OCZ Black Edition DDR3-1600 Memory Kit E-mail
Reviews - Featured Reviews: Memory
Written by Bruce Normann   
Wednesday, 13 January 2010
Table of Contents: Page Index
OCZ Black Edition DDR3-1600 Memory Kit
Closer Look: OCZ Black Edition DDR3
Black Edition Memory Profiles
RAM Testing Methodology
Performance Test Results
Final Thoughts and Conclusion

RAM Testing Methodology

All benchmarks are conducted using the same system components and the same memory modules in the same DIMM slots. The memory slots sit directly between the main power connector and the CPU socket on the motherboard. Some systems work better when the memory modules are closer to the power source, and some perform better when the RAM is closer to the CPU. The manufacture of the motherboard used for testing in this review states their preference in the manual: "Install the RAM in the sockets closest to the power connector for better over-clocking capability."

Each benchmark begins after a complete system restart and is repeated five times; the high and low results are discarded, and the average of the three remaining results is calculated and reported in the text. To ensure system stability and the reliability of our results, each new memory configuration was fully tested with Memtest86 v4.00.

One of the advantages of an AMD based-system for memory testing is the wider availability of unlocked CPUs, allowing the FSB and CPU multiplier to be raised and lowered in tandem, so that the CPU clock remains the same while the FSB and base memory clock is increased.


One of the potential disadvantages of an AMD-based system is a problem that cropped up with the release of the Phenom II chips and the AM3 platform. Namely, there was a "Product Errata" called: #379, DDR3-1333 Configurations with Two DIMMs per Channel May Experience Unreliable Operation. The name is unfortunate, in that it doesn't exactly convey the fact that all memory clocks greater than DDR3-1066 were impacted, not just DDR3-1333. Luckily, time heals all wounds, and there are dozens of CPUs and motherboards today that do not experience any problems with these higher speeds.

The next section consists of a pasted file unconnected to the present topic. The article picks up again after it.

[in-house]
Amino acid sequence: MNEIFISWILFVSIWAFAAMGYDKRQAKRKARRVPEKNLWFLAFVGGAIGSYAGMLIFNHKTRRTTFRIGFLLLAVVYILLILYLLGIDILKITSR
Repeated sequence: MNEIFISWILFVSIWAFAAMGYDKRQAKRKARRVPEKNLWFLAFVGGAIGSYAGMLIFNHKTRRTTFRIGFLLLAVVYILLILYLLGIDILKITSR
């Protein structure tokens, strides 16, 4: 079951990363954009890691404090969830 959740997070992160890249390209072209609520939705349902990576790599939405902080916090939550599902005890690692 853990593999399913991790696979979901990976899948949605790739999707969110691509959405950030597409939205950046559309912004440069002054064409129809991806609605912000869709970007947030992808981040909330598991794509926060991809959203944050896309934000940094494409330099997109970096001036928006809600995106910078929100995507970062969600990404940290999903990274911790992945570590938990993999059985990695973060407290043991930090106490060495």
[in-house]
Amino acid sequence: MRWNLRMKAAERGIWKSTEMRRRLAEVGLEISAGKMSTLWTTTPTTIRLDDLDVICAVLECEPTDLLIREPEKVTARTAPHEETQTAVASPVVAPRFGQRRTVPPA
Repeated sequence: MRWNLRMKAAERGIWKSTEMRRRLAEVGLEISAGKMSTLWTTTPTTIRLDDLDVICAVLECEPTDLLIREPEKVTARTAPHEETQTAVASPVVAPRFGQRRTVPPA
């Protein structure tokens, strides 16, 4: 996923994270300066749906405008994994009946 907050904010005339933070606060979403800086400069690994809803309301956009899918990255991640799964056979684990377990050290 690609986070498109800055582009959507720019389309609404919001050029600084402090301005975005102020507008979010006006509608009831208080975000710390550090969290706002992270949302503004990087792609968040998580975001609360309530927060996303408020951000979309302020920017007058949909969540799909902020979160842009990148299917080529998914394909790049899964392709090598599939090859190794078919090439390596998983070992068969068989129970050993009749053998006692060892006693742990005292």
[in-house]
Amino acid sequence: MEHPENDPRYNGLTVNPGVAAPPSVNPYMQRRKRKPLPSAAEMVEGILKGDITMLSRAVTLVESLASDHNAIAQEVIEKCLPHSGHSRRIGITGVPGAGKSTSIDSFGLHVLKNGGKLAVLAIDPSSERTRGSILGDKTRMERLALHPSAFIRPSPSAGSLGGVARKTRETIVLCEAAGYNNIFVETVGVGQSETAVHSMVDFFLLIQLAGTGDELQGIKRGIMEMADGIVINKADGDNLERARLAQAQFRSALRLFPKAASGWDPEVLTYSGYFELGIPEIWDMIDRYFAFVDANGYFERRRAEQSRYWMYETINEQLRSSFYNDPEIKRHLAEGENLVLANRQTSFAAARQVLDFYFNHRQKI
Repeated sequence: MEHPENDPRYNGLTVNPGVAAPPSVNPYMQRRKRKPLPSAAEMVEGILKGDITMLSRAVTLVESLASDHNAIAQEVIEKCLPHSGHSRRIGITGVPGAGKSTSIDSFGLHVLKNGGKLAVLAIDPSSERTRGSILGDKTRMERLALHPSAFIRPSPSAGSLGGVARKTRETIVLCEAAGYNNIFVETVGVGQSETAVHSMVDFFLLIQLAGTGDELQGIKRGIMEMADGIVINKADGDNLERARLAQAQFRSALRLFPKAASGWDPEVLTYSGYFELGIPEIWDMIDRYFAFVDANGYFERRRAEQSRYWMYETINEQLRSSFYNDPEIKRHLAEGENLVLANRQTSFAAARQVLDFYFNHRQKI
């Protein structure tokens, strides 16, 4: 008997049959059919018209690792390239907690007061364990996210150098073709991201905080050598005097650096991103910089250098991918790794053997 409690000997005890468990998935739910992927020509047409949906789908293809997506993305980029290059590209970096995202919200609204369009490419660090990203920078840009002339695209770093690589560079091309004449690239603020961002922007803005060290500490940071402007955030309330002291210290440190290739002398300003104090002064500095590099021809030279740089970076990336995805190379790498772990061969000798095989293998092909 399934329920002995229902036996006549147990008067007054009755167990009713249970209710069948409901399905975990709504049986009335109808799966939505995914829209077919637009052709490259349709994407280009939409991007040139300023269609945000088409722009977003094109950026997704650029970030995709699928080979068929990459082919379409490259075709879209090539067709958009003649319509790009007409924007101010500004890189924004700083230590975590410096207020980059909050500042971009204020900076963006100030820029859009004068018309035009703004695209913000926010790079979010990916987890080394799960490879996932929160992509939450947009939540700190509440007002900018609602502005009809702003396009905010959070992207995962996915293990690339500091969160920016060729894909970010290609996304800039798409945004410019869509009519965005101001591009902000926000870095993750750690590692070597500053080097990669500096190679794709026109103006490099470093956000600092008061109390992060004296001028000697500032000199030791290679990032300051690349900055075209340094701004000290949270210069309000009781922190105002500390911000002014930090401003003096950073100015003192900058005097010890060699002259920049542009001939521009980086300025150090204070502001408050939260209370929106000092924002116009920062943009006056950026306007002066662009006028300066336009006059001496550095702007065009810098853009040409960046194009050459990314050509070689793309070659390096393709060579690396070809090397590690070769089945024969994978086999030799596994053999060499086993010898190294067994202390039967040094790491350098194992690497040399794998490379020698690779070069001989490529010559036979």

Below is a table summarizing the hardware settings used in this review. I stuck with JEDEC standard frequencies, but experimented with tighter timings than the SPD values embedded in the modules. At all the standard frequencies I left the FSB base clock the same, at 200 MHz. When I started to overclock the RAM, I had to raise the FSB, but I reduced the CPU multiplier to keep the CPU frequency steady at 3.6 GHz.

Memory Speed
Memory Timings
System Bus
CPU Multiplier
CPU Speed
1066 MHz 7-7-7-16 1.50V 200 MHz 18 3600
1333 MHz 7-7-7-16 1.50V 200 MHz 18 3600
1600 MHz 8-8-8-24 1.64V 200 MHz 18 3600
1744 MHz 8-8-8-24 1.64V 218 MHz 16.5 3597

Test System

Benchmark Applications

  • Passmark Performance Test v7.0 Build 1011
  • EVEREST Ultimate Edition v5.30.1900
  • SiSoftware SANDRA v2009.9.15.124
  • Crysis v1.21 Benchmark Tool
  • Memtest86 v4.00


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